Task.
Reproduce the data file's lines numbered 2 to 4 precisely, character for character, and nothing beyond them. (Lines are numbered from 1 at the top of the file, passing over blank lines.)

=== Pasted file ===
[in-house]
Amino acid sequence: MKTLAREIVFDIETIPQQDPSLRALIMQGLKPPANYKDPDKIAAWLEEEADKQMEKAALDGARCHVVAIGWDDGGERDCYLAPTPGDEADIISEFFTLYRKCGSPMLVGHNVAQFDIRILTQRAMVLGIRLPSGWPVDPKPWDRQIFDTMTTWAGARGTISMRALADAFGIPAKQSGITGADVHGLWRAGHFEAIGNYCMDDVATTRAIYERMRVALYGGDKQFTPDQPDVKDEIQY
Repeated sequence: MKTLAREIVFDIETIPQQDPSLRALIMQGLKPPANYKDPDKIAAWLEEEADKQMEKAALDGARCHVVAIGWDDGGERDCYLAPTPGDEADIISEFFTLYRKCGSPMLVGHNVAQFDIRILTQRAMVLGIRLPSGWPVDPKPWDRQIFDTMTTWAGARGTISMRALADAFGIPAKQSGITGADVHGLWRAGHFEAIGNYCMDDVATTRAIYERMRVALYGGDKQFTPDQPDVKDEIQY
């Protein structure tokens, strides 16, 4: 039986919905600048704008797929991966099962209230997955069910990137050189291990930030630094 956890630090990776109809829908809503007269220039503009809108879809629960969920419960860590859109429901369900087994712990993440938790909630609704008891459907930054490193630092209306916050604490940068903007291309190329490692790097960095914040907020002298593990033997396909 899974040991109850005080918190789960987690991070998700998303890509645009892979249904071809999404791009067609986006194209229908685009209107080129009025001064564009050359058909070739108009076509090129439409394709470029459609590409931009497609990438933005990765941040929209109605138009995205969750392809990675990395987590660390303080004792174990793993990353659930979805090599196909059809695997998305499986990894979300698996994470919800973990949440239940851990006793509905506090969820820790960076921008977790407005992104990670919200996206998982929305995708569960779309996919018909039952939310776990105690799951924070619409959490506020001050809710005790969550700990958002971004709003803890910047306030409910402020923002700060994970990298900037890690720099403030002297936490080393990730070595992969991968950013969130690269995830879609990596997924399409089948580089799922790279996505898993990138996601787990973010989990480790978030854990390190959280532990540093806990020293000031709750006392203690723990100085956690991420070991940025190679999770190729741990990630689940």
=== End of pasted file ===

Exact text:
Amino acid sequence: MKTLAREIVFDIETIPQQDPSLRALIMQGLKPPANYKDPDKIAAWLEEEADKQMEKAALDGARCHVVAIGWDDGGERDCYLAPTPGDEADIISEFFTLYRKCGSPMLVGHNVAQFDIRILTQRAMVLGIRLPSGWPVDPKPWDRQIFDTMTTWAGARGTISMRALADAFGIPAKQSGITGADVHGLWRAGHFEAIGNYCMDDVATTRAIYERMRVALYGGDKQFTPDQPDVKDEIQY
Repeated sequence: MKTLAREIVFDIETIPQQDPSLRALIMQGLKPPANYKDPDKIAAWLEEEADKQMEKAALDGARCHVVAIGWDDGGERDCYLAPTPGDEADIISEFFTLYRKCGSPMLVGHNVAQFDIRILTQRAMVLGIRLPSGWPVDPKPWDRQIFDTMTTWAGARGTISMRALADAFGIPAKQSGITGADVHGLWRAGHFEAIGNYCMDDVATTRAIYERMRVALYGGDKQFTPDQPDVKDEIQY
């Protein structure tokens, strides 16, 4: 039986919905600048704008797929991966099962209230997955069910990137050189291990930030630094 956890630090990776109809829908809503007269220039503009809108879809629960969920419960860590859109429901369900087994712990993440938790909630609704008891459907930054490193630092209306916050604490940068903007291309190329490692790097960095914040907020002298593990033997396909 899974040991109850005080918190789960987690991070998700998303890509645009892979249904071809999404791009067609986006194209229908685009209107080129009025001064564009050359058909070739108009076509090129439409394709470029459609590409931009497609990438933005990765941040929209109605138009995205969750392809990675990395987590660390303080004792174990793993990353659930979805090599196909059809695997998305499986990894979300698996994470919800973990949440239940851990006793509905506090969820820790960076921008977790407005992104990670919200996206998982929305995708569960779309996919018909039952939310776990105690799951924070619409959490506020001050809710005790969550700990958002971004709003803890910047306030409910402020923002700060994970990298900037890690720099403030002297936490080393990730070595992969991968950013969130690269995830879609990596997924399409089948580089799922790279996505898993990138996601787990973010989990480790978030854990390190959280532990540093806990020293000031709750006392203690723990100085956690991420070991940025190679999770190729741990990630689940």